Going into a design with this plan in mind can help you rethink and reshape conversions and focus on key actions/interactions between the website and user. Even if the design doesn’t make it past iterative stages, thinking through a minimal navigation plan can help focus your goals for the project.
Minimal Navigation Cons
Minimal navigation isn’t for every project. Much of the basis for choosing this style – or not – has to do with content and personal preference. But there are some deeper reasons why minimal navigation might not be the best solution.
Some Users Won’t Find What They Are Looking For
The primary issue with minimal navigation is the potential for users to get lost. For as many users that understand the “home” button is a site icon, there are ones that can’t seem to get back.
That’s true for every one of those navigation elements. Before moving to a minimal navigation style for a redesign or design tweak, take a look at your analytics and traffic. How many people are using those elements? Are they using all of them? This can help dictate your plan moving forward.
Minimal navigation can also deprioritize content in a way. Most users think of navigation elements as being the most important pages and content in a website design.
But what if nothing is there? How so they know where to navigate to next?
This can create a concern if the rest of the design doesn’t help the user find what they are looking for. Minimal navigation needs the support of the rest of the design to be truly effective.
Can Have Potentially Low Engagement
Consider trying a button-style design for navigation rather than a hamburger icon.
This might seem like a tiny layout adjustment but could combat one of the biggest issues with minimal navigation – low engagement. Buttons, by design, are more clickable. Change the design and keep the function the same. Test it. Are more users clicking?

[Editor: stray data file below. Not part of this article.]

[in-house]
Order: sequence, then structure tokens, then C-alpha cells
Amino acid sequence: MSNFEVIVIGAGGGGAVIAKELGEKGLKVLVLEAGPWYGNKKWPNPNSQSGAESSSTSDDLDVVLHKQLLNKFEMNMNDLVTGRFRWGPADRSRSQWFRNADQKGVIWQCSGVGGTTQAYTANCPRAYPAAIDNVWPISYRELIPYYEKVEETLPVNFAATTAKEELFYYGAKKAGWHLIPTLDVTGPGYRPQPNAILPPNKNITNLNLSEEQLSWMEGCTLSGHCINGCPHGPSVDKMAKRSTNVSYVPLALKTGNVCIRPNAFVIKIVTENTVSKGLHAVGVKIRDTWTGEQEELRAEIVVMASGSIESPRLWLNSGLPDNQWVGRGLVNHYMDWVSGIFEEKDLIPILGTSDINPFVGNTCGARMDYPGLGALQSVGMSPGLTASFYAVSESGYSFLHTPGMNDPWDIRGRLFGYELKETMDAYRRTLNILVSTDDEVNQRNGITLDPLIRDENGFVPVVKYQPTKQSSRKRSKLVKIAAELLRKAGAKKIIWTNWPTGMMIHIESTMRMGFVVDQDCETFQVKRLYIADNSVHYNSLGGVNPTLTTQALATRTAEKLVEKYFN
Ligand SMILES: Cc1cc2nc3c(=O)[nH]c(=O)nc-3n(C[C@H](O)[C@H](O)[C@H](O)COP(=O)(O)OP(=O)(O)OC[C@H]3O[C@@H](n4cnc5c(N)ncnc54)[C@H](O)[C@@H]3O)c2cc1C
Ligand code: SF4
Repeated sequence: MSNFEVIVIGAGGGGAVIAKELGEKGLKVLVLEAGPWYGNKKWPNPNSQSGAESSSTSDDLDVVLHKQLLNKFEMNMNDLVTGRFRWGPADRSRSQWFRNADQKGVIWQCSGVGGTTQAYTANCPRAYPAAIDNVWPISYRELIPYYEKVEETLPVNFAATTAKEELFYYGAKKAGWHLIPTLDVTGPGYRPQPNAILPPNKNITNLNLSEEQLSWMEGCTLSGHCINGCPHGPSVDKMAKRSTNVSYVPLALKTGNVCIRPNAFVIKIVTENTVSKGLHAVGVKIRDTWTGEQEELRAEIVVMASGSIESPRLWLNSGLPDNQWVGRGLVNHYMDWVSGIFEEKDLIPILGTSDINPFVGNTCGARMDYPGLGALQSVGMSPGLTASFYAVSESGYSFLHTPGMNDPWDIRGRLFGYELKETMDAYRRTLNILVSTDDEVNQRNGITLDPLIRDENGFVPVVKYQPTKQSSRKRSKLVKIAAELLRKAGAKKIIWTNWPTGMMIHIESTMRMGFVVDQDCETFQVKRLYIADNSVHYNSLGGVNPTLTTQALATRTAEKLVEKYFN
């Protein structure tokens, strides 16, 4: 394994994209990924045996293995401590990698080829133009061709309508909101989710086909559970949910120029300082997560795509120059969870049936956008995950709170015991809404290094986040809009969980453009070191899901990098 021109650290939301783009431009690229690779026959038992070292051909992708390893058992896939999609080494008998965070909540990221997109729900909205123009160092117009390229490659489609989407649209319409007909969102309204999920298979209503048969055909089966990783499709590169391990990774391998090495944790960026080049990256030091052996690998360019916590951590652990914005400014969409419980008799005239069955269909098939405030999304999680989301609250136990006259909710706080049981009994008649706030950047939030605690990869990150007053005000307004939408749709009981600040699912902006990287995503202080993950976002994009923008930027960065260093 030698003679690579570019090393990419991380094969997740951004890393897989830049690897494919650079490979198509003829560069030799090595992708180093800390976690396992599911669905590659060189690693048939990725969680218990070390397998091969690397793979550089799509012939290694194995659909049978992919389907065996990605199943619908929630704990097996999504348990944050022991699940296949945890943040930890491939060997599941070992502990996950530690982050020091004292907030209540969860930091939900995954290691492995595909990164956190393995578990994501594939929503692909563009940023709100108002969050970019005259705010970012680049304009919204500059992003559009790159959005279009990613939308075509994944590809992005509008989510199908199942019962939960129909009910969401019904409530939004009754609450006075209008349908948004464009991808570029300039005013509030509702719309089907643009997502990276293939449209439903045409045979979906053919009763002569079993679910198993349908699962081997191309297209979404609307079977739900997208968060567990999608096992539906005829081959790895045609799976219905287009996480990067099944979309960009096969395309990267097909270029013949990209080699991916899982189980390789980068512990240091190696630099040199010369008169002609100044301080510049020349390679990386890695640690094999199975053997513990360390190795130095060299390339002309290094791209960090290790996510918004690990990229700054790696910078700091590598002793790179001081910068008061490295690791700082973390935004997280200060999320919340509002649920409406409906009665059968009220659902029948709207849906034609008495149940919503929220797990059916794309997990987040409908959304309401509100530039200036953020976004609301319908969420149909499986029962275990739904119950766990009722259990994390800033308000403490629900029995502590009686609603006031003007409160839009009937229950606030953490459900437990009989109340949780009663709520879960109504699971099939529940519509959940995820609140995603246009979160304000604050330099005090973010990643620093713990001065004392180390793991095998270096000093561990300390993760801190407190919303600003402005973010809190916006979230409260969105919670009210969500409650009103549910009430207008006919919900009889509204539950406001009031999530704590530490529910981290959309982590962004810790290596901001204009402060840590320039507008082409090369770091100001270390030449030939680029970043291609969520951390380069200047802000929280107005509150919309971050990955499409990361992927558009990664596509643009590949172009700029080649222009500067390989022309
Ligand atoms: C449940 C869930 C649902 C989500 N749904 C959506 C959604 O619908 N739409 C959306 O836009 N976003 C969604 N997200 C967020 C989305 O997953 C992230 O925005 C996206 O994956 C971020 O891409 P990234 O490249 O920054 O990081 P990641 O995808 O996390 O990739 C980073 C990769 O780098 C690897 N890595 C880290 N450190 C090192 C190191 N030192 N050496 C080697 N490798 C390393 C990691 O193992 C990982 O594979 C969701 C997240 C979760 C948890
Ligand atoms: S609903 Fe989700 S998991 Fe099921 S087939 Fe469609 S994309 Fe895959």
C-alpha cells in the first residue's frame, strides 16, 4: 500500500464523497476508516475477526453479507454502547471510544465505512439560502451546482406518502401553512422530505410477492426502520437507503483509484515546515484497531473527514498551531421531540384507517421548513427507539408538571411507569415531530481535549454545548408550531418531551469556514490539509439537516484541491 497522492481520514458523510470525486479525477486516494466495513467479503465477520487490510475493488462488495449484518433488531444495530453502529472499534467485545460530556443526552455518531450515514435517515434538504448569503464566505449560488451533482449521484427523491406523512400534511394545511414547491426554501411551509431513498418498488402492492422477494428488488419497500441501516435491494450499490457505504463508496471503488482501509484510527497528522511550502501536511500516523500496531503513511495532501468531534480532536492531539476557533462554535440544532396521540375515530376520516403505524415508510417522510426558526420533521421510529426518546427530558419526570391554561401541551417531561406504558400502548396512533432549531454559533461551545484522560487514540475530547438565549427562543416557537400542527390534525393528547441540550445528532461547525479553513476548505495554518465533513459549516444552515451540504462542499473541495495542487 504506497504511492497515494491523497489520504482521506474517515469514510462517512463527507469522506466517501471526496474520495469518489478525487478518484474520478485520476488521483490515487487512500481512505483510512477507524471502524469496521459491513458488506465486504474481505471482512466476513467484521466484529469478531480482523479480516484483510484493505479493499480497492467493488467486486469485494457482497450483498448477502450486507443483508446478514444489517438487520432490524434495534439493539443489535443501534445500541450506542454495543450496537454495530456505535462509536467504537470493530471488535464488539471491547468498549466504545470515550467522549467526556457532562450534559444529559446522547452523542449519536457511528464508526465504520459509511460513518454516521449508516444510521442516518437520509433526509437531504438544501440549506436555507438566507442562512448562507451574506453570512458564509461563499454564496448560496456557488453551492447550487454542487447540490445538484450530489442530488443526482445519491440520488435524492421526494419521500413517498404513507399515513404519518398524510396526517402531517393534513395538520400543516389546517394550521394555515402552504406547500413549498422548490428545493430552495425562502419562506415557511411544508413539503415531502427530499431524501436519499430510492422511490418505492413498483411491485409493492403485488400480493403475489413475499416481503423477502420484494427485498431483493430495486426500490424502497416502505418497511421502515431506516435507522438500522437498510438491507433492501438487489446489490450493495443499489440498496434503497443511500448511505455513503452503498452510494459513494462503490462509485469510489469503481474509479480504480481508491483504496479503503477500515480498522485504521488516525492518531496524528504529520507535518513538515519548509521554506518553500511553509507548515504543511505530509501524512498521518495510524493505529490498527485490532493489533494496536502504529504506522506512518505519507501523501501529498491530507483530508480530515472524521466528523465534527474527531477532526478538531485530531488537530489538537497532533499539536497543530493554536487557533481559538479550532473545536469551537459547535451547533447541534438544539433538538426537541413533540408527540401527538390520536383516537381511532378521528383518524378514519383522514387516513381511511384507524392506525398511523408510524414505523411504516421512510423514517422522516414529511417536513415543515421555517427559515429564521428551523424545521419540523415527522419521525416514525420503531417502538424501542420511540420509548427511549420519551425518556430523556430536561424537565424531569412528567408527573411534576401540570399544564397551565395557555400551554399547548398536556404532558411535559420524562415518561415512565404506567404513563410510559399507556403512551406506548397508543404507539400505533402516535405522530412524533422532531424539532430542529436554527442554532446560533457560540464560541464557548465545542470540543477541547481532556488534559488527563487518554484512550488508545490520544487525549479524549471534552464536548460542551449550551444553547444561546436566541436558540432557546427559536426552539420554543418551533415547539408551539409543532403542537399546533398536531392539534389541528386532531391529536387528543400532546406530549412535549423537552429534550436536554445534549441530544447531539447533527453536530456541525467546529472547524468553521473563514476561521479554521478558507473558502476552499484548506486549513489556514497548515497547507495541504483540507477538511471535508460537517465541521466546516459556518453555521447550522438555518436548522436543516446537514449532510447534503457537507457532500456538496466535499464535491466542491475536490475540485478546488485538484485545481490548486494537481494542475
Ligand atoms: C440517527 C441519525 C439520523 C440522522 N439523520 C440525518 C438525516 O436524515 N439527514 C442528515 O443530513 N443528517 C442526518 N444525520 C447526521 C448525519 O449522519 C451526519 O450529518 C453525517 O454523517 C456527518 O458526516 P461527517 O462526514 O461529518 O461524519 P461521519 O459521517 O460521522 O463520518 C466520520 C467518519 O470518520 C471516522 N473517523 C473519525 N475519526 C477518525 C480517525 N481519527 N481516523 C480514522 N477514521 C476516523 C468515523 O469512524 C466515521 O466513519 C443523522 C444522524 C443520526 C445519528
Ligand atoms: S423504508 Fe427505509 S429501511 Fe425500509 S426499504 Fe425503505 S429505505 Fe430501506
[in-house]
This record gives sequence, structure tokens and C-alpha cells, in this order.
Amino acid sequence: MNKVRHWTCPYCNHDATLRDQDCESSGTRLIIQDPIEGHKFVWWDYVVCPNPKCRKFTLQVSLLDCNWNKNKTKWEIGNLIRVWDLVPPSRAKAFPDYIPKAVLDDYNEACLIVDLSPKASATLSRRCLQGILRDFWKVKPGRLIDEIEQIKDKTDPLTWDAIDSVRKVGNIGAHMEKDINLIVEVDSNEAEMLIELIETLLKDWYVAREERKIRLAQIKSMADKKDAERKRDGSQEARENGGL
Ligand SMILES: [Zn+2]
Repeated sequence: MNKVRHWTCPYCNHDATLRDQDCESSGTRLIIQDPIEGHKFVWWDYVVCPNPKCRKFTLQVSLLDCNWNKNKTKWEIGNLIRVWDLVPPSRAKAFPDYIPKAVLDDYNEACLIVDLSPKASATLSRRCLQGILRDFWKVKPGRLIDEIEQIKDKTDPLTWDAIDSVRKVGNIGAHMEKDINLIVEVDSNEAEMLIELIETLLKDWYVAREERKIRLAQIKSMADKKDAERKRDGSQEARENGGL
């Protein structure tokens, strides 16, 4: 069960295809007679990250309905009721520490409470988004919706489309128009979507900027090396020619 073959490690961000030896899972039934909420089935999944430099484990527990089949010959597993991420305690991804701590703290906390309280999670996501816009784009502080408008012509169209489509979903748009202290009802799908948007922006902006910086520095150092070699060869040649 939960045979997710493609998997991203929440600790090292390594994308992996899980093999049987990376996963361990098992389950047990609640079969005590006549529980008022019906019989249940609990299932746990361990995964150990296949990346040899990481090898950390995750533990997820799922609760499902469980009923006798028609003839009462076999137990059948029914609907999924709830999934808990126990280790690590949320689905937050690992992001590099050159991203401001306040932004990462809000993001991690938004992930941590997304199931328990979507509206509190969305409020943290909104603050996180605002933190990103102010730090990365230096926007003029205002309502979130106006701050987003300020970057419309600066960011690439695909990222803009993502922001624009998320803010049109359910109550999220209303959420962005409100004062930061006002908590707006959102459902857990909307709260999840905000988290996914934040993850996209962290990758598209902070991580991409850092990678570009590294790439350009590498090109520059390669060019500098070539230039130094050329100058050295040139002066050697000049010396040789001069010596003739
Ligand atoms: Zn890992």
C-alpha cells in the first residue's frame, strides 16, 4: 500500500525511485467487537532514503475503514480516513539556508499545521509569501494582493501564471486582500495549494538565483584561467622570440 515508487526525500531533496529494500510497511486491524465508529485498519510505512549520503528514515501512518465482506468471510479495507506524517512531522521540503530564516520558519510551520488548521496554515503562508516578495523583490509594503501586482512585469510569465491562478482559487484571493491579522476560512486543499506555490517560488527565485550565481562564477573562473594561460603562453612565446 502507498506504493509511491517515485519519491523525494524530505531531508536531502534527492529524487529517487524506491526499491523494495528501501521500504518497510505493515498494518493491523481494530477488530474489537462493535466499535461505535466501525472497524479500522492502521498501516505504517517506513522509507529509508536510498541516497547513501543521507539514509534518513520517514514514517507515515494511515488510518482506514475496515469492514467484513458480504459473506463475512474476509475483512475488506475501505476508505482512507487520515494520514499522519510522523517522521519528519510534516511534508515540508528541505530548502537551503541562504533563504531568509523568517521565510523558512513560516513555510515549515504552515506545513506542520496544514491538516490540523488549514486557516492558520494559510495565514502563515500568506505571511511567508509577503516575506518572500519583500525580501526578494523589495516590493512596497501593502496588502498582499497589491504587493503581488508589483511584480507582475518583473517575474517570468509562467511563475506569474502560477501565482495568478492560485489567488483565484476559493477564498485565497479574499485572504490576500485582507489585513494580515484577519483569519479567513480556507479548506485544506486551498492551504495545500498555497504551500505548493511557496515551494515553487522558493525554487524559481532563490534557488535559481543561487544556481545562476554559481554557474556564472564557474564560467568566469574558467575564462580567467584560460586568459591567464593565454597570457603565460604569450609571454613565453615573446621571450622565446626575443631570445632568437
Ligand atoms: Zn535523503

Potential Negative SEO Impact
Fewer words on the page provide less opportunity for robots and indexing engines to read and understand your content. While this can have some impact on search engine optimization, the impact is generally low.
It is most impacting of SEO if users bounce quickly or don’t stay with the design because they can’t find content. Be aware since it can be a slippery slope.
It Can Get Lost in Busy Designs
Minimal navigation presents challenges if the overall design is crowded or busy. Without a lot of heft to carry menu items, this style can get lost in the design, rendering it ineffective.
For this reason, you do see more sticky navigation bars in white or dark boxes, even with a small number of choices to ensure that each is readable and understandable at a glance when there is video playing, high color or motion graphics, or photos with a lot going on.
Personally, the depth and dominance of navigation depend on the content. Small websites without deep pages might not need it, although I almost always feel that it is necessary for websites with e-commerce. (The shop and cart menu items should always be present.)
Another real factor is the audience. Younger audiences or those primarily accessing your website with a phone are more likely to see and use minimal navigation with ease. (Traditional menus don’t work well in this format.) Desktop users, on the other hand, can glean a lot of extra information about your website from the words and choices in a navigation menu.
That makes this topic a difficult one. While minimal navigation is becoming more popular on all devices, the better option for many might be a more “full” navigation style on larger devices such as desktops and a minimal style on phones or small devices.
As with any new idea or concept, pay attention to your analytics and users. If you move to a more streamlined navigation format and users quit visiting multiple pages or key pages in the design, you might want to rethink the decision. Conversely, you may find that the navigation isn’t really a contributing factor in the user journey and a minimal style is just fine, and more aesthetically pleasing.